This is about half the RGB estimate of 1.5 Gbps that is sometimes posted but the only difference is the average number of bits / pixel. And of course it would be more if you could accurately extract 10 bit components from the Y, U, and V transmitted. I don't know if that's possible or not but after the compression (quantization) it's gone through I suspect there would be nothing more there anyway.


- Tom
 

·
Registered
Joined
·
2,171 Posts
Excellent discussion, guys. Glimmie, Tom - thanks for the detailed posts.


OK, so how do you get from the 1.5 Gbps (as it's presented to the antenna - and that's not counting the AC3 audio stream) to the 19.1 MBps "Transport Stream" (which includes the audio) that HDTV PCI cards write to hard disk?
 

·
Registered
Joined
·
3,594 Posts
Quote:
Originally posted by ElvisIncognito
Excellent discussion, guys. Glimmie, Tom - thanks for the detailed posts.


OK, so how do you get from the 1.5 Gbps (as it's presented to the antenna - and that's not counting the AC3 audio stream) to the 19.1 MBps "Transport Stream" (which includes the audio) that HDTV PCI cards write to hard disk?
The 19.3 Mbps Transport Stream is what's being broadcast

(and what your antenna is receiving). The 1.5 Gbps

is compressed to whatever video rate is being used

(up to 17 Mbps) by an HD MPEG-2 encoder at the

transmitter.


Ron
 

·
Registered
Joined
·
2,171 Posts
Interesting... Thanks for the response, Ron.


So, apparently, if I want to effectively process (external) DVI-D (which, as of now, is unlikely to exceed the bandwidth requirements of an HD boradcast) and bring it into an HTPC at a rate that's compatible with the PCI bus, then all I need to do is provide compression similar to that used by ATSC broadcasters?


Presumably this is not some mystical black box de/compression algorithm, right? The spec (or at least a chipset) must be available to anyone that wants to create an HDTV decoder card, right? There could be no top secret encryption/decrytpion algorithms or HDCP would be unnecessary...?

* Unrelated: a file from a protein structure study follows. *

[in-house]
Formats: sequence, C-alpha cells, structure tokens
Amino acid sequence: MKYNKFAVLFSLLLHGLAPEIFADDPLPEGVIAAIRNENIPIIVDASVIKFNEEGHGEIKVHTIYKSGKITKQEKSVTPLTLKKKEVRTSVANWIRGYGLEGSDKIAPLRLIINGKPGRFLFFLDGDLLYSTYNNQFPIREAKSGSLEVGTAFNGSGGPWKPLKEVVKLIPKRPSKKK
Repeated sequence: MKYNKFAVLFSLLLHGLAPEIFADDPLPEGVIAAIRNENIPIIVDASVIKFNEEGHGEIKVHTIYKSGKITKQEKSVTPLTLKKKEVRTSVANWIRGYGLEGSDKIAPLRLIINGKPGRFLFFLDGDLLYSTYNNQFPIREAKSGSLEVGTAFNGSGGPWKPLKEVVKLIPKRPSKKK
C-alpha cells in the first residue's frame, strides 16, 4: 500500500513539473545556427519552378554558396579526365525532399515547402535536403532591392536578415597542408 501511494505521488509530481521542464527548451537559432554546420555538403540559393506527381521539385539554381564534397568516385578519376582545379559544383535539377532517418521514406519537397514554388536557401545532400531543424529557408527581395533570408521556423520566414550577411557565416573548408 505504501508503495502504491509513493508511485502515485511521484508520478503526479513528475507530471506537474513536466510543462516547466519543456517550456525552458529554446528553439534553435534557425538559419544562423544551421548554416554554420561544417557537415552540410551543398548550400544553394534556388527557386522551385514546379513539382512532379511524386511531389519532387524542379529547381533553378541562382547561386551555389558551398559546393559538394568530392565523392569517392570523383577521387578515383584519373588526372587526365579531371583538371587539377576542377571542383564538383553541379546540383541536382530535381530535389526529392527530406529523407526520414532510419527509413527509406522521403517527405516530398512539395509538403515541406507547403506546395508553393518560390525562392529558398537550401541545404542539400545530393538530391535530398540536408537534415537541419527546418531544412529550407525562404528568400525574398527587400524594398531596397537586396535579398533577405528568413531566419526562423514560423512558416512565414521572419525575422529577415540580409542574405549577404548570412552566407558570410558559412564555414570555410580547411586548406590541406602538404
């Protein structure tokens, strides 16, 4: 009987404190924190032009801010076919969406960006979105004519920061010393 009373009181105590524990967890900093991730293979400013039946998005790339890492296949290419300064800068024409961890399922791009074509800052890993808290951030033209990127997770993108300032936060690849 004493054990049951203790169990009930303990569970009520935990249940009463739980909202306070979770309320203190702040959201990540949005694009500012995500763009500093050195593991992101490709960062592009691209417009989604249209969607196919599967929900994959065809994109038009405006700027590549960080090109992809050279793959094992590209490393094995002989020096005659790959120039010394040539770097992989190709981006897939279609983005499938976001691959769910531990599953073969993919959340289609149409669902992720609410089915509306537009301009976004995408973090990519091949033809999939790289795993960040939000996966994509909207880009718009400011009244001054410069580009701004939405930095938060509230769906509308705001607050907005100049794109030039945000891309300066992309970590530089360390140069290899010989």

Sorry for the barrage of questions, but in the 2nd ("LexiClone") link in my sig, you'll see that we're trying to do something fairly "groundbreaking" over in the HTPC forum - we're trying to create an external peripepheral that will serve not only as a modular audio/video input/output switcher, but also as a high-end sound card and video capture device... It's an ambtiious project, yes, but if we can pull it off, you'll not only be able to replace that $10K Faroudja video processor with an HTPC, but that $10K Lexicon (audio) preamp/processor as well.
 

·
Registered
LG 55" C9 OLED, Yamaha RX-A660, Monoprice 5.1.2 Speakers, WMC HTPC, TiVo Bolt, X1
Joined
·
45,766 Posts
Quote:
Originally posted by dr1394
The 19.3 Mbps Transport Stream is what's being broadcast

(and what your antenna is receiving). The 1.5 Gbps

is compressed to whatever video rate is being used

(up to 17 Mbps) by an HD MPEG-2 encoder at the

transmitter.


Ron
If I remember what I was told correctly, the major networks do one (or more?) level of compression before sending the signal to the affiliates. I think it goes to the uplink at 45 Mbps, but will check to be sure.
 

·
Banned
Joined
·
3,772 Posts